Pulau Tioman certainly is the most beautiful island, few other areas can boast such a spectacular variety of natural environments -deserted beaches, tropical forests, rivers and streams and picturesque fishing villages.
PLACES OF INTEREST
Like many other dive destinations in the world Tioman have suffered much over recent years due to excessive human impact -as one of the major tourist destinations. Nevertheless, for those staying on the island it is not difficult to organize excursions with local diving centers to neighboring islands, which along with Tioman are part of the Pahang Marine Park.
The most interesting sites for diving purposes are Pulau Chebeh, Pulau Tulai and Pulau Labas; closer to the mainland are also Pulau Babi Tengah, Pulau Babi Hujung and Pulau Rawa. Here as well, gardens of Acropora are common, along with vigorous colonies of alcyonarians, various species of wrasse, butterflyfish from the genus Chaetodon and various species of large tropical sea anemones with their clownfish from the genus Amphiprion.
Pulau Tioman and the surrounding islands are under the jurisdiction of the state of Pahang, although in general those who reach the island via sea set out from the coastal city of Mersing, in the state of Johore.
This later port also offers the possibility of reaching good seabeds with lovely coral reefs near the islands of Pulau Aur, Pulau Pemanggil and Pulau Dayang.
Nevertheless, Western visitors usually reach Pulau Tioman via the airport which is near the Berjaya Tioman Resort. Indeed, the island’s great development as a tourist area, with accommodations choices ranging from rustic chalets to five-star hotels, guarantees its convenient daily flights to Kuala Lumpur and Singapore (about a one-hour flight).
Tioman is the island on the east coast of Peninsular Malaysia. It is located in the South China Sea, approximately 32 km from Mersing, the closest mainland port. Measuring some 22 km long and 11 km at the widest point, the island has a total land area of 133.6 sq. km.
In its early history, Pulau Tioman was known as a stopover for sailors, fishermen and traders to get fresh water and firewood or simply for evading storms. The island was a settlement for Malay fishermen several hundred years ago and there are now six major villages on the island, mainly on the west coast. Rubber and coconut are the main crops planted on the flat coastal area.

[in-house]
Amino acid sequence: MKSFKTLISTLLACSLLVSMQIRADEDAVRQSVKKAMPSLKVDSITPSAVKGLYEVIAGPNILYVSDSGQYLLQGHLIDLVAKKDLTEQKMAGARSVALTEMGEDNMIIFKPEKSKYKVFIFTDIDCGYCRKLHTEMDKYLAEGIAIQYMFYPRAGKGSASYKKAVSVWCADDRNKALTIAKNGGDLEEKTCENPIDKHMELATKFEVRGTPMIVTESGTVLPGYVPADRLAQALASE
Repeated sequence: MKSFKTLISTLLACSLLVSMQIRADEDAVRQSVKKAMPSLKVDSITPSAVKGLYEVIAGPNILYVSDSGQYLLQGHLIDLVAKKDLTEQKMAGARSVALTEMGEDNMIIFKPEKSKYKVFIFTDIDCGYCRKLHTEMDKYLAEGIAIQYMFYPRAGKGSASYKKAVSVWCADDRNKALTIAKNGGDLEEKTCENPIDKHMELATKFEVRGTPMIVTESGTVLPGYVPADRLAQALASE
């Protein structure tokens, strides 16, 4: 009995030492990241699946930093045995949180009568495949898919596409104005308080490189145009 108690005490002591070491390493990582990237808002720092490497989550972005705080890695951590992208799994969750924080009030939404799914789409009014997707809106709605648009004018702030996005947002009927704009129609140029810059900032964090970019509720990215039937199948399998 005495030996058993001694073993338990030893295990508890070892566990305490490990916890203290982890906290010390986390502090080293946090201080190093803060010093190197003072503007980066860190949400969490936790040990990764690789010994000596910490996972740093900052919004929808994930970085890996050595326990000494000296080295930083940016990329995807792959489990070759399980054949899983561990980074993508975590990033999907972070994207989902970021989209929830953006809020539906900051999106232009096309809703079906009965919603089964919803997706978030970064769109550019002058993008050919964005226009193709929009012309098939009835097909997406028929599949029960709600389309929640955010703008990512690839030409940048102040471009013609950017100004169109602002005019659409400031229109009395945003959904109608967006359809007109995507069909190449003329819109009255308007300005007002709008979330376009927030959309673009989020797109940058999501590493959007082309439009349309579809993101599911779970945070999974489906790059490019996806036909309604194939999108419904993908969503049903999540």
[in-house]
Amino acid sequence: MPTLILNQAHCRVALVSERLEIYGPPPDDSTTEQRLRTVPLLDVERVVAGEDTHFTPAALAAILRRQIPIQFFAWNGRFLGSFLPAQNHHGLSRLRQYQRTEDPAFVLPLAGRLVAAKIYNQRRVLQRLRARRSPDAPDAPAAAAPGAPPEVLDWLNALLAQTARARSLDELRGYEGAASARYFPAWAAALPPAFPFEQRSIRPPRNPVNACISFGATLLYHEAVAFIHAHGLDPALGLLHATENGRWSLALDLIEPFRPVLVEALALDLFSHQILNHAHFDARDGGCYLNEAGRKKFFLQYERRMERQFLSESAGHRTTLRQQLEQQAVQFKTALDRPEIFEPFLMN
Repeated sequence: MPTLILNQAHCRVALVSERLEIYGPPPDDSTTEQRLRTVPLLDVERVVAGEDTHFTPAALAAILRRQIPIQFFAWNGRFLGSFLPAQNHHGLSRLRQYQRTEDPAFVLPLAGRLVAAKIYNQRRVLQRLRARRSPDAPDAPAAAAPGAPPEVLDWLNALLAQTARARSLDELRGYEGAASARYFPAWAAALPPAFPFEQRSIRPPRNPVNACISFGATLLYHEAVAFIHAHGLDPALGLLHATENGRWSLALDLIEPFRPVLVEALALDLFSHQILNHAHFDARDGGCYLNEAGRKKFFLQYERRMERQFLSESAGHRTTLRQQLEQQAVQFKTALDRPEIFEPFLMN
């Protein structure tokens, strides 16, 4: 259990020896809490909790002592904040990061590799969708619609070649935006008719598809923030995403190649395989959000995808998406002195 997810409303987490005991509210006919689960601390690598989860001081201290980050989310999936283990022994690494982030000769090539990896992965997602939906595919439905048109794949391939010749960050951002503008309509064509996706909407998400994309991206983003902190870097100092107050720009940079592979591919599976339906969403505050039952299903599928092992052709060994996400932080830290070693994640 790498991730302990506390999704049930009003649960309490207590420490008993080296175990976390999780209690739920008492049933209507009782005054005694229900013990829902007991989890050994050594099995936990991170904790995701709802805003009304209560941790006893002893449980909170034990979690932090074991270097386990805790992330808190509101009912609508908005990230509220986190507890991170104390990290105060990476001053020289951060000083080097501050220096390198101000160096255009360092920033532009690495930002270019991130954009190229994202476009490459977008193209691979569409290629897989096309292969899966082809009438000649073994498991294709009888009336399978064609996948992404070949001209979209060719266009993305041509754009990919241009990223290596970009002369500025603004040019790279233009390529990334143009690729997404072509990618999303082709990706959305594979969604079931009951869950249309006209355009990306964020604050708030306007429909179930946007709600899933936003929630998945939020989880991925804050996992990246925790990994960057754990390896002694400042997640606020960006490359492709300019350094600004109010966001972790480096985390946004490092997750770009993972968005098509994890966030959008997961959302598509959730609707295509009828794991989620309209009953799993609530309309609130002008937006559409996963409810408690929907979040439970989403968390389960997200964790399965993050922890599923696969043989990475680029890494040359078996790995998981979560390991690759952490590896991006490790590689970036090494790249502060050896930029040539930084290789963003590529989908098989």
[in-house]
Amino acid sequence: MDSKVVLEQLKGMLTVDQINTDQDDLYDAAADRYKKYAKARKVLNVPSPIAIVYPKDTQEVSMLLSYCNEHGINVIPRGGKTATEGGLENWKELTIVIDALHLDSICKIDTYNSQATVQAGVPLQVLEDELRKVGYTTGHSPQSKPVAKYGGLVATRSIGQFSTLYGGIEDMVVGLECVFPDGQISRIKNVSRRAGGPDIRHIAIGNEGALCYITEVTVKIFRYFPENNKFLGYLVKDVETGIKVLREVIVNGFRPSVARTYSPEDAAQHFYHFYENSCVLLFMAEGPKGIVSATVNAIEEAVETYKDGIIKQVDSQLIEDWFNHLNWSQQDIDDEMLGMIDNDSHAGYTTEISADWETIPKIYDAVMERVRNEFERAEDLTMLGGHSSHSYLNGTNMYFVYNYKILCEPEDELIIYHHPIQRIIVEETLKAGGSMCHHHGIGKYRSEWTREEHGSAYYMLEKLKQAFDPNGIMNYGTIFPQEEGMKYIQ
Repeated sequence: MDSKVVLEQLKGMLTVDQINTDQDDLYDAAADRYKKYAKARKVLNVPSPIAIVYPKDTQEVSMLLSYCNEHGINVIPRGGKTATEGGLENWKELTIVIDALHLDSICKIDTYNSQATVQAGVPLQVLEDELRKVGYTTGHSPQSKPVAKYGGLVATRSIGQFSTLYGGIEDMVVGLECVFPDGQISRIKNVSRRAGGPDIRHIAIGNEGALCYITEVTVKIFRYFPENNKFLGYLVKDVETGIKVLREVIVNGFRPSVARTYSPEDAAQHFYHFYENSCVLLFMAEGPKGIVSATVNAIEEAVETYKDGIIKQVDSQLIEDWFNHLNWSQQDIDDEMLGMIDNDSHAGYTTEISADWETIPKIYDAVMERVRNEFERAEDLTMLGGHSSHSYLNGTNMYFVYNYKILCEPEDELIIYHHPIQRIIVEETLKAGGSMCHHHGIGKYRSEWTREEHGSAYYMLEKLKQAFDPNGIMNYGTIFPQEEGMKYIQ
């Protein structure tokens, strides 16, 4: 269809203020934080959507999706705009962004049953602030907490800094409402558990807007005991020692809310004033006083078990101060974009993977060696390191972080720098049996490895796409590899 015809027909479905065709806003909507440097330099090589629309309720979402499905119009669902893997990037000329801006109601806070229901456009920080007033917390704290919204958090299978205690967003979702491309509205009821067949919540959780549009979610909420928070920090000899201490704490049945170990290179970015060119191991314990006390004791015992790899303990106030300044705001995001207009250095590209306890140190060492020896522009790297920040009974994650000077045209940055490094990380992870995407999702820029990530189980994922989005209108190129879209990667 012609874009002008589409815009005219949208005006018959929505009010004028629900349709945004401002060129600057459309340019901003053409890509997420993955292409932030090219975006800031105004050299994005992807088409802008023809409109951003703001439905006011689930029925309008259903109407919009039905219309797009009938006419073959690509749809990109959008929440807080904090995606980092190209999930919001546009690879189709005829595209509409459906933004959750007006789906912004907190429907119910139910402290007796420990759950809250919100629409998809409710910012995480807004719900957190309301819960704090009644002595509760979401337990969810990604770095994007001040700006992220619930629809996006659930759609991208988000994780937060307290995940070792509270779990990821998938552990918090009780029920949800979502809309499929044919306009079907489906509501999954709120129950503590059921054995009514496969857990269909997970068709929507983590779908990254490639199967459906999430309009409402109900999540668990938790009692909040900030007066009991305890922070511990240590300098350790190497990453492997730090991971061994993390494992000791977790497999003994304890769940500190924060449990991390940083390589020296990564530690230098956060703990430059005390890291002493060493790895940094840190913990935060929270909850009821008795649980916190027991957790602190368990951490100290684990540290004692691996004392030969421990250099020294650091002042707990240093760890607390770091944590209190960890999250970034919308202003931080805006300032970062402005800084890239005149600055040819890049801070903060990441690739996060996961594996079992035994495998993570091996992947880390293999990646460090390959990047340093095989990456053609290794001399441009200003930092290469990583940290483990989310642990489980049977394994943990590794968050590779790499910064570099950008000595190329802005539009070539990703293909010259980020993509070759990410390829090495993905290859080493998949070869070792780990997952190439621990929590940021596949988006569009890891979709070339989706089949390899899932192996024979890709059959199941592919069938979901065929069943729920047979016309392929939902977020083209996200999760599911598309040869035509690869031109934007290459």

Tioman has beautiful beaches with surrounding marine areas. The landscape and the beauty of the island have attracted many tourists, locally as well as from abroad, and the island was once voted one of the 10 most beautiful in the world. In addition to fishing activities, tourism has become a very important income generating activity on the island. Many tourist facilities such as chalets, rest houses and hotels have been built, either by the state government or the private sector. While it is fair to say that development over the last 10 years has had some adverse impact on the islands’ environment, it remains a beautiful and restful place.
It is the sea which attracts many visitors to Tioman, particularly divers, who come to enjoy the warm clear waters. The reefs around Tioman and the neighbouring islands, which radio-carbon dating shows are nearly 6,000 years old, have many varieties of coral and tropical reef fish, as well as larger species such as turtles and sharks. The rare giant clam is also found here.
Immortalised as the fictitious paradise Bali Hai in the 1960’s box-office hit musical “South Pacific”, many myths and legends surround the island. The most popular one holds that the island is a dragon. The high peaks at the south of the island are in fact:
House Reef : Depth: 2-10
The house reef is an ideal training ground, with calm shallow water, combined and variety of corals on the reef in slightly deeper water. Boulder, staghorn and brain corals, colourful tropical fish and our very own school of small yellow tail barracuda combine to make this a great introduction to diving. Also used for night dives.
Tom Yam Wreck : Depth: 18m
A little further from the beach is our closest wreck, the “Tom Yam”. Settled on a sandy bottom, the wreck is dotted with soft corals, barracuda and reef fish.
Marine Park:Depth: 8-25m
This site, located off the beach at the Marine Park headquarters, has 8 wrecks at varying depths. Inquisitive batfish follow divers on their exploration – starting just below the surface as you descend. The wrecks are all connected, so finding your way around is not difficult. Soft corals abound and shoals of fusiliers and trevallys can often be seen at the wrecks.
Pirate Reef: Depth: 4-14 m
Pirates reef is one ot the main breeding sited for adult fish in Tioman. Hatching season in March-May sees huge numbers of tiny fish on the reef, with numbers hardly seeming to decrease over the year! There are many hard coral varieties making this busy colourful site ideal for photographers. Also used as a night dive site, when small bamboo sharks are often spotted.